My dad called me when we were in Hungary to wish me happy birthday for my 30th Birthday, he asked after our new plans, wondering if we were going south to Serbia or East to Romania. East I said, to Romania-the land of Dogs and Gypsy's! This was the stereotype of Romania since everything we had read before tended to recount the terrors of one of these two folk devils, along with tales of Dracula! Well I am pleased to tell you, you do not have to worry. Cycling through Romania is so much fun, the people are super friendly, the wildlife is abundant, the scenery is beautiful and yes there are dogs, but generally they will leave you alone.
We crossed into Romania from Hungary on the crossing between the towns of Battonya and Turnu. This also marked the first time we had to show our passports since although Romania is now part of the EU it has not signed up to the Schengen Agreement. This was very exciting since it was the first time we had to do this since leaving the UK!
Once we crossed the friendly looking border guard we were headed for the town of Arad, a very large city just 15km from the border. On this road we had to stop to a pack of unruly sheep cross the road followed by a Shepard, this really was different from the rest of Europe. We then followed the Mures River eastbound towards the town of Deva, we passed small and local villages, each with a catholic church and just a small shop called a magazin mixt (mixed shop) and each house was essentially a small farm. Each person produced different crops which they would all sell by the side of the road. This made for healthy, Delicious food which was good on the budget, and our money went back to the pockets of the community rather than the larger supermarkets so thats always good :)
Romania was our largest country crossing to date and we cycled for over 1000km, and whilst a large amount of this was along the rivers, this all changed once we reached Transylvania. This famous land of Dracula is also known for the being found along the Carpathian Mountains. This meant hills and our highest climb of the trip to date, following the D1A from Fagaras to Brasov to Ploiesti. And we slept at the top of this at about 1250m. Transylvania is also know for being on the Dracula tour, and we indulged visiting the original count Dracula's birth house (now a bar/restaurant where you can see the room he was born in for 5Leu, we didn't!) This is located in Sighisoara, a beautiful 13th century town in Transylvania, keep an eye on the clock town as it looked like it would fall at any minute. From Sighisoara you can continue south to visit the town of Bran. In Bran, there is a Gothic castle and it is said to look most like the vision Bram Stoker had in his book. It is a good looking castle but avoid the tour inside it is not worth the money, and the town itself is just tourist town selling all manner of Dracula goods.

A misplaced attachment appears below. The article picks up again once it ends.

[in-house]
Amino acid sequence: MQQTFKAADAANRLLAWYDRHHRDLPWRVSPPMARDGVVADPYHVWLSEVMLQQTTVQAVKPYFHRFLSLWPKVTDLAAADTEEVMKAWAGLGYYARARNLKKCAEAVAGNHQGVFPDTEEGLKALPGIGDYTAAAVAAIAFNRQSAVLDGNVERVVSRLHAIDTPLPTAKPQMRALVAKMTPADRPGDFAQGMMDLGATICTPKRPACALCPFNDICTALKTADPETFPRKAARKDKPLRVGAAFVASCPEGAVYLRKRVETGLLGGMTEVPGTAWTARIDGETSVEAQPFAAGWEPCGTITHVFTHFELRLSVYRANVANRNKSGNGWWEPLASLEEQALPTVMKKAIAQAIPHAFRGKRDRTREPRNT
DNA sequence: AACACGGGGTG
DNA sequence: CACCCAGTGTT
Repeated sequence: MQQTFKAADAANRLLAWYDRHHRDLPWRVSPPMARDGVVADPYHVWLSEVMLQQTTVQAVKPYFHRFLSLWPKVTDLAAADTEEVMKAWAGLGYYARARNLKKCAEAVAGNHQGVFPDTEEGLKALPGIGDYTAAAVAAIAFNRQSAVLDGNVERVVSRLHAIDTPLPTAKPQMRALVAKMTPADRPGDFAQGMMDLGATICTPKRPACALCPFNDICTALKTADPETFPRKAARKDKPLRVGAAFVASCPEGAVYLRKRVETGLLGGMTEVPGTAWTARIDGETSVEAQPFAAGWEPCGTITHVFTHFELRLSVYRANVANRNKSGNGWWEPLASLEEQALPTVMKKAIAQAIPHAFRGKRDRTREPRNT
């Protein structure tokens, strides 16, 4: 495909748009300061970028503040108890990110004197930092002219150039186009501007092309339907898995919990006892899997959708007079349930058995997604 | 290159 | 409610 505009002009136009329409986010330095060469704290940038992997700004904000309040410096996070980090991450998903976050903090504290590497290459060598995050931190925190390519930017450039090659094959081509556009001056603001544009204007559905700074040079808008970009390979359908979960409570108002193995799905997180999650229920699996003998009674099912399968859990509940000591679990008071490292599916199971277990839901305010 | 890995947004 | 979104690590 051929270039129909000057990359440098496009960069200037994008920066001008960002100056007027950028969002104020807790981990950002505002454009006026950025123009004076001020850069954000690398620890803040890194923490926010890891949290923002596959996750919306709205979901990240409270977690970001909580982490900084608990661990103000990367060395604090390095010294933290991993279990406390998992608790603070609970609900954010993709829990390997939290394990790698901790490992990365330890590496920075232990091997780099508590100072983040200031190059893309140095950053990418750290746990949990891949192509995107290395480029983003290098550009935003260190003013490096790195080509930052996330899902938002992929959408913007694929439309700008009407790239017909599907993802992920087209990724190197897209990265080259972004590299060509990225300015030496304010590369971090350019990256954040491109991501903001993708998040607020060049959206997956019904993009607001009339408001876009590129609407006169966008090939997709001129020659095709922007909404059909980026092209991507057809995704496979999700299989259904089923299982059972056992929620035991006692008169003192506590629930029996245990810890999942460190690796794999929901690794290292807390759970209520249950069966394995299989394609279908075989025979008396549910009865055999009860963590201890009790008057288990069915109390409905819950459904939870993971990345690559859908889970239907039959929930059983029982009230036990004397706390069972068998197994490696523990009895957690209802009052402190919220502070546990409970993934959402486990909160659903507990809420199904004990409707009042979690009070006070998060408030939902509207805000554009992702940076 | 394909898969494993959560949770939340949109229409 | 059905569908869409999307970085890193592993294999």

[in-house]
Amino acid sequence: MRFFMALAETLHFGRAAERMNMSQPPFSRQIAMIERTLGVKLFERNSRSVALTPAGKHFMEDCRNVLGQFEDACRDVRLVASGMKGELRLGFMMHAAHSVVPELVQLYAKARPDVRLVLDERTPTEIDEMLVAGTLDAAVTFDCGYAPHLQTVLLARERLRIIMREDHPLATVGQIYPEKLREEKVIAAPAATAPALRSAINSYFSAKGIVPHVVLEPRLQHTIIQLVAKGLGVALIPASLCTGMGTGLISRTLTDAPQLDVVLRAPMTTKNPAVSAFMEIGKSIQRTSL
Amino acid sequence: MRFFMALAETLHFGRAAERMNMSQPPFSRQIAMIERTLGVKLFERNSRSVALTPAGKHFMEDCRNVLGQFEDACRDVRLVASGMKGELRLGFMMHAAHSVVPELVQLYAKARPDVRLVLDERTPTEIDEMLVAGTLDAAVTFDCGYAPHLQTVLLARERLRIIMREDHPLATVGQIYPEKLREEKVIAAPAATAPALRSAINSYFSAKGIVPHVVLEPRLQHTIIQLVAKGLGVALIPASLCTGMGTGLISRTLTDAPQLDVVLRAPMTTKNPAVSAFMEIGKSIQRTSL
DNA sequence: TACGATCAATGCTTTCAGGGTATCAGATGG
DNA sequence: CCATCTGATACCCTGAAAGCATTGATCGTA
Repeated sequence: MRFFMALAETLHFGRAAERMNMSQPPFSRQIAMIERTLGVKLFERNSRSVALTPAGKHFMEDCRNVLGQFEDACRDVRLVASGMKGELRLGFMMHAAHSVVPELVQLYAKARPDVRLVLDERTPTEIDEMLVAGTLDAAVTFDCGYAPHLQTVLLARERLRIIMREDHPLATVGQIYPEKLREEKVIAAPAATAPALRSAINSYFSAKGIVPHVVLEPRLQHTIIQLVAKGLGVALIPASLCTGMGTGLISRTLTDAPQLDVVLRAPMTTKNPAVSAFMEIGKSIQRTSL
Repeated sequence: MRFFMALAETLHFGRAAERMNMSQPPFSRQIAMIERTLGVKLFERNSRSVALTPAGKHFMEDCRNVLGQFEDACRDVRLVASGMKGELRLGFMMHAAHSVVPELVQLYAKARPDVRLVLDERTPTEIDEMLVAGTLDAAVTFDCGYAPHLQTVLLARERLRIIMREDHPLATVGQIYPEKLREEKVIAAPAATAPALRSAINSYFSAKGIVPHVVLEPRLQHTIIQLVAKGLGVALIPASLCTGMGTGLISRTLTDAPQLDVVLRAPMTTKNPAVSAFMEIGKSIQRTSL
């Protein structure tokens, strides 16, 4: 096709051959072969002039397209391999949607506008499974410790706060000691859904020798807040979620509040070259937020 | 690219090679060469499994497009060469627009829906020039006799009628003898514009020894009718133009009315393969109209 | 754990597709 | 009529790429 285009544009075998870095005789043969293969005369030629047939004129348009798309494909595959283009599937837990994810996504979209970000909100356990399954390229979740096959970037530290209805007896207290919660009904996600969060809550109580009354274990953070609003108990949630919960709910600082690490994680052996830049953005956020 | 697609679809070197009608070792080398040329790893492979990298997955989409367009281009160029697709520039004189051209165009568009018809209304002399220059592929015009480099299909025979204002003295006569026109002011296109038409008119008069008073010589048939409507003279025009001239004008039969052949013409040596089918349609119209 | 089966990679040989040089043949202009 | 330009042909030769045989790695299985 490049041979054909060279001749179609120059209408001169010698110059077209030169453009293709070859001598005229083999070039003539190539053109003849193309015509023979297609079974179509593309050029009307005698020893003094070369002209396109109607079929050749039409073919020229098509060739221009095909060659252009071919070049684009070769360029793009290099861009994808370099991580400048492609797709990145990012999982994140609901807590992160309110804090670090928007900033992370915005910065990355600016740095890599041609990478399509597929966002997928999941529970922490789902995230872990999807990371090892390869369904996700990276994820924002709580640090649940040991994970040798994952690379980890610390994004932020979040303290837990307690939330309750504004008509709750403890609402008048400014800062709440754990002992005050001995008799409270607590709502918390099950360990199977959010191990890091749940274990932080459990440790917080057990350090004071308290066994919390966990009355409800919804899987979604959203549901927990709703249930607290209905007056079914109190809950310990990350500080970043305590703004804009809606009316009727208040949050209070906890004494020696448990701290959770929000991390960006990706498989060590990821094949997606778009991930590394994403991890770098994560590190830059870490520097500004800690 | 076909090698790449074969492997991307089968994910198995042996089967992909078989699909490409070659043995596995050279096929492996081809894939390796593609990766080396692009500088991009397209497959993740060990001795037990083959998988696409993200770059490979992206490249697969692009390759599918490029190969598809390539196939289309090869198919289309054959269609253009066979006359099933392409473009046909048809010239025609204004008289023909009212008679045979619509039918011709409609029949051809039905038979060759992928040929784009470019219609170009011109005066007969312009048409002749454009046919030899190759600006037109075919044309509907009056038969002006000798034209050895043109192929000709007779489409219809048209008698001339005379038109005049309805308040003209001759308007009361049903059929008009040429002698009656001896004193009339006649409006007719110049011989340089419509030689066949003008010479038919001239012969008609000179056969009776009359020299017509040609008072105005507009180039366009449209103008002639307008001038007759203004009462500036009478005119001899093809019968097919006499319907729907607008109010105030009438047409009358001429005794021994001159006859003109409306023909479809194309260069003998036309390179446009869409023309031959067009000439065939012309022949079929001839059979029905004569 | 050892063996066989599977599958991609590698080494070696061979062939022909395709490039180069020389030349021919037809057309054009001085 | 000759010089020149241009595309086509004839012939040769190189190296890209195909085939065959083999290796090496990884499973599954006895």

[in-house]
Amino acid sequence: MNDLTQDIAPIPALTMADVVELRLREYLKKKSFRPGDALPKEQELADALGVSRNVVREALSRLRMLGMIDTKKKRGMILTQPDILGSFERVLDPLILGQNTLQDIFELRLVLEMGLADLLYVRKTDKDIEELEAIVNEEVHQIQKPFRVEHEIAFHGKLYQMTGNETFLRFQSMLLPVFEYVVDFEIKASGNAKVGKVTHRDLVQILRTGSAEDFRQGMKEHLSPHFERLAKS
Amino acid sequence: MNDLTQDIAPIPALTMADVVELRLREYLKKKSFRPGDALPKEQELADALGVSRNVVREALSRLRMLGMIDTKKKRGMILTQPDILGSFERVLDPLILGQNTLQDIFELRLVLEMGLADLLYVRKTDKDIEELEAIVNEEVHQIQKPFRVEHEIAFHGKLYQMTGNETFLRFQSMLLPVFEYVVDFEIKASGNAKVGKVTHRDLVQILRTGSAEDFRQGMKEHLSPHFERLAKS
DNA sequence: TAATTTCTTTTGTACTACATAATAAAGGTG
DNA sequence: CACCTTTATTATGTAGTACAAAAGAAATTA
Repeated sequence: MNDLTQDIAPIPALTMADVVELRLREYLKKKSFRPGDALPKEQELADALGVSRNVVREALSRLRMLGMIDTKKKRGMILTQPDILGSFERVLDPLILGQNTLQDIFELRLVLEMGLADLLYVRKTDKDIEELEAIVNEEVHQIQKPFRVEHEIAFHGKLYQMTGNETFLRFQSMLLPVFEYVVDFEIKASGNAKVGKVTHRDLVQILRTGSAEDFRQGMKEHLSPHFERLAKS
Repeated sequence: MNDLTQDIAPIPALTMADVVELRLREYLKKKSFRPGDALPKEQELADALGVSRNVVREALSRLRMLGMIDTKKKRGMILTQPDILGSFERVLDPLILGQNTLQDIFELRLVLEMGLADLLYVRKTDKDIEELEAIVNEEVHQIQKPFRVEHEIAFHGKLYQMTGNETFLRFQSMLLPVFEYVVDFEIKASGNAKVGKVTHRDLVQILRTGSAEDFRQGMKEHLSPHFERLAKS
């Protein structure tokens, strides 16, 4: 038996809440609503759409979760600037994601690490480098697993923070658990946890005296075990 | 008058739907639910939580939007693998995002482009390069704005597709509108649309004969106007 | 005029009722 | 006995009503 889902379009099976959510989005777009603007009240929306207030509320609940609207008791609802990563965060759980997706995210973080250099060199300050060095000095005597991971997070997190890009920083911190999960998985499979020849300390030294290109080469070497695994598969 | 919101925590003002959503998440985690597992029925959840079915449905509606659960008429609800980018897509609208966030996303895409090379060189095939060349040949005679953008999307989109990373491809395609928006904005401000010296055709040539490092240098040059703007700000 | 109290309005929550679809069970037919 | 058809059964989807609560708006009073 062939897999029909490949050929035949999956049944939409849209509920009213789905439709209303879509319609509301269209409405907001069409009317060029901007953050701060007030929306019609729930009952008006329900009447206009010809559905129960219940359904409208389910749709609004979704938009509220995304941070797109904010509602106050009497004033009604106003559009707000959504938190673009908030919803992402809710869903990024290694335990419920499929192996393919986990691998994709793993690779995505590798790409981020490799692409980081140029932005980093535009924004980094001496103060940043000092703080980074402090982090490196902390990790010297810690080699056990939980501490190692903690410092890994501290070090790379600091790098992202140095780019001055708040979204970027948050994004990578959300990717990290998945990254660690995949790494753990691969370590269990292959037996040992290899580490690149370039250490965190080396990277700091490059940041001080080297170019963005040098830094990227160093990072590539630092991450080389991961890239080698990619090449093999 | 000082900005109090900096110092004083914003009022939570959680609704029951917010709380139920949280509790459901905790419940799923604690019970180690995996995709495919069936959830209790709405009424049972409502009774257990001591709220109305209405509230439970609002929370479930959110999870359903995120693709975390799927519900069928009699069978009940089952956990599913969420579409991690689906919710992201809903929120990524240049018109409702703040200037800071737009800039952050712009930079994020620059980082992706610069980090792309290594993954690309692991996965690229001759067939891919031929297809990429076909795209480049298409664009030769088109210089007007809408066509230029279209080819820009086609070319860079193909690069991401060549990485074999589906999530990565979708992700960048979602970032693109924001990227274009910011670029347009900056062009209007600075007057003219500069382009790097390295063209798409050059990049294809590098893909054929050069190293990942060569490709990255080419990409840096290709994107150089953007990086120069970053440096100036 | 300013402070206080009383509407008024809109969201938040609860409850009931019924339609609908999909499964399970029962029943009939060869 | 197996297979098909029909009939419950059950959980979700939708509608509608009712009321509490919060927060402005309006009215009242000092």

The people we met in Romania and the hospitality we received were second to none. Everyone was so friendly and was waving at us, kids would try cycle faster than us, people would give us food/water if we looked hungry/thirsty and people would always try to help. This is were we met Dan , Anna, Felix and Adriana. We were in the town of Fagaras, a small mountain town of about 30,000 between Sighisoara and Bran. We were looking over the old town, maps in hand trying to work out where to camp when we met Dan and Anna two 30 years from Bucharest asking if we needed a hand. We explained our story and that we were looking for somewhere to set up camp, and they told us not to bother they would find us somewhere to stay. They called around their friends and family and we were invited into the house of Felix and Adriana and their 5 dogs. We eat and drank and had a good time with our new friends, leaving the next morning with hangovers and promises that they would also be able to host us in Bucharest which they did for 3 days!! Everyone we met was so friendly and all the negative stereotyping of Romanian people is untrue-please go visit this country, the people are warm, the dogs are not as aggressive as you will read and if you every get stuck you can sleep in the monasteries. Just cycle up to them state you are a foreign traveler and they will let you sleep there-all for about 10 Leu (4 pounds). Please note we only did this once on the instruction of a local man but give it a try, a few hail marys as you walk in also might help ;)
Romania, the land of Dogs & Gypsy sure but that is not a bad thing! Go there before everyone else finds out!
Tim & Fin
Buy me a beer!! Thank you
This blog follows my cycle ride from Reading, Berkshire to Reading, Pennsylvania.